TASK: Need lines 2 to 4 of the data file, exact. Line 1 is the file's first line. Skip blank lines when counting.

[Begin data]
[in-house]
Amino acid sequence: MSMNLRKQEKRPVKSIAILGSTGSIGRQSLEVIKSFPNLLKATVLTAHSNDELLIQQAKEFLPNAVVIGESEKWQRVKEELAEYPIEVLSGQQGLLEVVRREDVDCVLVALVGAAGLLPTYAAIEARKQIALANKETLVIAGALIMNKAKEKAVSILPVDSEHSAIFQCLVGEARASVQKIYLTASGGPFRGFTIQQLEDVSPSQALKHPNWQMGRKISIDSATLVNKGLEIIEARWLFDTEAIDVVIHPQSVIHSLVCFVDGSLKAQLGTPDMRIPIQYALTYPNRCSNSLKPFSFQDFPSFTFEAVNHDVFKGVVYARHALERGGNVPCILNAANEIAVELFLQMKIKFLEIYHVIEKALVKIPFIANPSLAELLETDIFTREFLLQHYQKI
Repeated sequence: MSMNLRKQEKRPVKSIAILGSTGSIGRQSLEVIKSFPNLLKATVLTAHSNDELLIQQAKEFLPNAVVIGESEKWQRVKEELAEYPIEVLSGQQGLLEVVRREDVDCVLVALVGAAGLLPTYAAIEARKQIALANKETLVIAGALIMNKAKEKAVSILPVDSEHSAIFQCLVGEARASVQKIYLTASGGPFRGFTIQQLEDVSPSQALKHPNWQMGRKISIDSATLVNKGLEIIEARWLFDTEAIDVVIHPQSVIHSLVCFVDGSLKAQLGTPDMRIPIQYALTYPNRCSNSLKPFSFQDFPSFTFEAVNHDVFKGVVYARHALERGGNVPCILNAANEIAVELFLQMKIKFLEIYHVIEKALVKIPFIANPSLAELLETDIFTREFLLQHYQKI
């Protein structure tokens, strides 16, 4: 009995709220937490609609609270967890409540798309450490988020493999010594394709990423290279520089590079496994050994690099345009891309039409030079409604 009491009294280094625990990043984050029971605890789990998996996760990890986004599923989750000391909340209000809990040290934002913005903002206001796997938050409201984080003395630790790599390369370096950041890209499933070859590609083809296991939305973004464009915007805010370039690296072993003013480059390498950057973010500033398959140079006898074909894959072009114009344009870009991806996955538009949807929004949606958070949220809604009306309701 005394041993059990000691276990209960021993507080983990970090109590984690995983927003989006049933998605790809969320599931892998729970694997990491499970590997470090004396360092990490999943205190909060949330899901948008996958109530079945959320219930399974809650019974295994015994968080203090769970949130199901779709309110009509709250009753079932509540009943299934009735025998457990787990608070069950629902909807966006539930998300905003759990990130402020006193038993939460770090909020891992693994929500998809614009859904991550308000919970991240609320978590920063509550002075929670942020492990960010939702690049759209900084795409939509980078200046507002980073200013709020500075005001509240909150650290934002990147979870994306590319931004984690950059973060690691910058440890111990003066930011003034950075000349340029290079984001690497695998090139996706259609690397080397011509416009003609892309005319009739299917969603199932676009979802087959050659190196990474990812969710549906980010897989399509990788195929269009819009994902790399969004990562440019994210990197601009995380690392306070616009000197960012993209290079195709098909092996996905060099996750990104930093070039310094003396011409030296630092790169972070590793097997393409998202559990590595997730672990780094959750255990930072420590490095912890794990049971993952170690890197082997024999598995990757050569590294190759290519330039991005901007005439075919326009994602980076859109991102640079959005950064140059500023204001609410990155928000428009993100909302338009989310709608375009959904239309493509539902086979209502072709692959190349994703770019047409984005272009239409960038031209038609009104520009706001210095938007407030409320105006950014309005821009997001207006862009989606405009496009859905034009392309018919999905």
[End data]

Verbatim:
Amino acid sequence: MSMNLRKQEKRPVKSIAILGSTGSIGRQSLEVIKSFPNLLKATVLTAHSNDELLIQQAKEFLPNAVVIGESEKWQRVKEELAEYPIEVLSGQQGLLEVVRREDVDCVLVALVGAAGLLPTYAAIEARKQIALANKETLVIAGALIMNKAKEKAVSILPVDSEHSAIFQCLVGEARASVQKIYLTASGGPFRGFTIQQLEDVSPSQALKHPNWQMGRKISIDSATLVNKGLEIIEARWLFDTEAIDVVIHPQSVIHSLVCFVDGSLKAQLGTPDMRIPIQYALTYPNRCSNSLKPFSFQDFPSFTFEAVNHDVFKGVVYARHALERGGNVPCILNAANEIAVELFLQMKIKFLEIYHVIEKALVKIPFIANPSLAELLETDIFTREFLLQHYQKI
Repeated sequence: MSMNLRKQEKRPVKSIAILGSTGSIGRQSLEVIKSFPNLLKATVLTAHSNDELLIQQAKEFLPNAVVIGESEKWQRVKEELAEYPIEVLSGQQGLLEVVRREDVDCVLVALVGAAGLLPTYAAIEARKQIALANKETLVIAGALIMNKAKEKAVSILPVDSEHSAIFQCLVGEARASVQKIYLTASGGPFRGFTIQQLEDVSPSQALKHPNWQMGRKISIDSATLVNKGLEIIEARWLFDTEAIDVVIHPQSVIHSLVCFVDGSLKAQLGTPDMRIPIQYALTYPNRCSNSLKPFSFQDFPSFTFEAVNHDVFKGVVYARHALERGGNVPCILNAANEIAVELFLQMKIKFLEIYHVIEKALVKIPFIANPSLAELLETDIFTREFLLQHYQKI
């Protein structure tokens, strides 16, 4: 009995709220937490609609609270967890409540798309450490988020493999010594394709990423290279520089590079496994050994690099345009891309039409030079409604 009491009294280094625990990043984050029971605890789990998996996760990890986004599923989750000391909340209000809990040290934002913005903002206001796997938050409201984080003395630790790599390369370096950041890209499933070859590609083809296991939305973004464009915007805010370039690296072993003013480059390498950057973010500033398959140079006898074909894959072009114009344009870009991806996955538009949807929004949606958070949220809604009306309701 005394041993059990000691276990209960021993507080983990970090109590984690995983927003989006049933998605790809969320599931892998729970694997990491499970590997470090004396360092990490999943205190909060949330899901948008996958109530079945959320219930399974809650019974295994015994968080203090769970949130199901779709309110009509709250009753079932509540009943299934009735025998457990787990608070069950629902909807966006539930998300905003759990990130402020006193038993939460770090909020891992693994929500998809614009859904991550308000919970991240609320978590920063509550002075929670942020492990960010939702690049759209900084795409939509980078200046507002980073200013709020500075005001509240909150650290934002990147979870994306590319931004984690950059973060690691910058440890111990003066930011003034950075000349340029290079984001690497695998090139996706259609690397080397011509416009003609892309005319009739299917969603199932676009979802087959050659190196990474990812969710549906980010897989399509990788195929269009819009994902790399969004990562440019994210990197601009995380690392306070616009000197960012993209290079195709098909092996996905060099996750990104930093070039310094003396011409030296630092790169972070590793097997393409998202559990590595997730672990780094959750255990930072420590490095912890794990049971993952170690890197082997024999598995990757050569590294190759290519330039991005901007005439075919326009994602980076859109991102640079959005950064140059500023204001609410990155928000428009993100909302338009989310709608375009959904239309493509539902086979209502072709692959190349994703770019047409984005272009239409960038031209038609009104520009706001210095938007407030409320105006950014309005821009997001207006862009989606405009496009859905034009392309018919999905």